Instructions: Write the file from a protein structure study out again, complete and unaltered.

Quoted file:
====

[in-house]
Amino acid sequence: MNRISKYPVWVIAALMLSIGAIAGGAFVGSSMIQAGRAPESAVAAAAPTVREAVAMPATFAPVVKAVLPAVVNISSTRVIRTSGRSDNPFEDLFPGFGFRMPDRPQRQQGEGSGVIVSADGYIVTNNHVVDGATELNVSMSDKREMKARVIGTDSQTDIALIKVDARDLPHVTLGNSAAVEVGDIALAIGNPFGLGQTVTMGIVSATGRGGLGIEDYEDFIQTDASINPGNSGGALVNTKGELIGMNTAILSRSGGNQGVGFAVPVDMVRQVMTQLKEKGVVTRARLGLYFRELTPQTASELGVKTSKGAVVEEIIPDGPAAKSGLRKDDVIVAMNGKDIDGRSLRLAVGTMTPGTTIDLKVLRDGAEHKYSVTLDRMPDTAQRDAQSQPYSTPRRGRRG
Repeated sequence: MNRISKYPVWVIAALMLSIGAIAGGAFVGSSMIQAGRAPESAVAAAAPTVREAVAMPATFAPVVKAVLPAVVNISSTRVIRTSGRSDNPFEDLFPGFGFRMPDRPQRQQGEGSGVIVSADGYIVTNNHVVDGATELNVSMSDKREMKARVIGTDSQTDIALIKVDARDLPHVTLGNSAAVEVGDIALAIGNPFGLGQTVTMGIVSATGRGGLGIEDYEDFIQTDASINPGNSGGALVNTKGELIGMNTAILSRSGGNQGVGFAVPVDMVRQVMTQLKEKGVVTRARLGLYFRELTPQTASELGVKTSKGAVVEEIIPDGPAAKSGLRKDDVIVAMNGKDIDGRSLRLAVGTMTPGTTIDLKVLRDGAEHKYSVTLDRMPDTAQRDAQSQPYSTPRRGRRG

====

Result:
[in-house]
Amino acid sequence: MNRISKYPVWVIAALMLSIGAIAGGAFVGSSMIQAGRAPESAVAAAAPTVREAVAMPATFAPVVKAVLPAVVNISSTRVIRTSGRSDNPFEDLFPGFGFRMPDRPQRQQGEGSGVIVSADGYIVTNNHVVDGATELNVSMSDKREMKARVIGTDSQTDIALIKVDARDLPHVTLGNSAAVEVGDIALAIGNPFGLGQTVTMGIVSATGRGGLGIEDYEDFIQTDASINPGNSGGALVNTKGELIGMNTAILSRSGGNQGVGFAVPVDMVRQVMTQLKEKGVVTRARLGLYFRELTPQTASELGVKTSKGAVVEEIIPDGPAAKSGLRKDDVIVAMNGKDIDGRSLRLAVGTMTPGTTIDLKVLRDGAEHKYSVTLDRMPDTAQRDAQSQPYSTPRRGRRG
Repeated sequence: MNRISKYPVWVIAALMLSIGAIAGGAFVGSSMIQAGRAPESAVAAAAPTVREAVAMPATFAPVVKAVLPAVVNISSTRVIRTSGRSDNPFEDLFPGFGFRMPDRPQRQQGEGSGVIVSADGYIVTNNHVVDGATELNVSMSDKREMKARVIGTDSQTDIALIKVDARDLPHVTLGNSAAVEVGDIALAIGNPFGLGQTVTMGIVSATGRGGLGIEDYEDFIQTDASINPGNSGGALVNTKGELIGMNTAILSRSGGNQGVGFAVPVDMVRQVMTQLKEKGVVTRARLGLYFRELTPQTASELGVKTSKGAVVEEIIPDGPAAKSGLRKDDVIVAMNGKDIDGRSLRLAVGTMTPGTTIDLKVLRDGAEHKYSVTLDRMPDTAQRDAQSQPYSTPRRGRRG